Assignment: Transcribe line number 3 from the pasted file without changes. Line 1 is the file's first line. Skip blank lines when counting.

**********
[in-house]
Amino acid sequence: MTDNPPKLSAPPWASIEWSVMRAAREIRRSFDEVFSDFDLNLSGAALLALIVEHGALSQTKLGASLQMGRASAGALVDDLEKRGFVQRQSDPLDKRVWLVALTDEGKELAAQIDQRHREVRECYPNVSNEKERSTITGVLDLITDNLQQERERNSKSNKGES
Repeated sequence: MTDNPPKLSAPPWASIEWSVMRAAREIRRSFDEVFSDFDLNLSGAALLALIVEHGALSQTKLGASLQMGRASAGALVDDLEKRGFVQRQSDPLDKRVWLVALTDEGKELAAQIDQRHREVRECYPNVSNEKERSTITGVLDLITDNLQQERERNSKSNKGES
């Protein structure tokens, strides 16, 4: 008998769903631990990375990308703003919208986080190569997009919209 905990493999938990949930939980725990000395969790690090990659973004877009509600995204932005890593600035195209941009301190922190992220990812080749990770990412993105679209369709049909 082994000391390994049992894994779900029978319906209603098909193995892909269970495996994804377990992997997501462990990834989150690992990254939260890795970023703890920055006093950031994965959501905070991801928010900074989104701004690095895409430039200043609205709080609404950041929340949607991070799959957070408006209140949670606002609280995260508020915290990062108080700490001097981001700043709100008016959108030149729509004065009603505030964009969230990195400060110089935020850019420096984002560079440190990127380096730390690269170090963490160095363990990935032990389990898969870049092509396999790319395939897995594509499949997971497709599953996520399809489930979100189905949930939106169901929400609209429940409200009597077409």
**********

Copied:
Repeated sequence: MTDNPPKLSAPPWASIEWSVMRAAREIRRSFDEVFSDFDLNLSGAALLALIVEHGALSQTKLGASLQMGRASAGALVDDLEKRGFVQRQSDPLDKRVWLVALTDEGKELAAQIDQRHREVRECYPNVSNEKERSTITGVLDLITDNLQQERERNSKSNKGES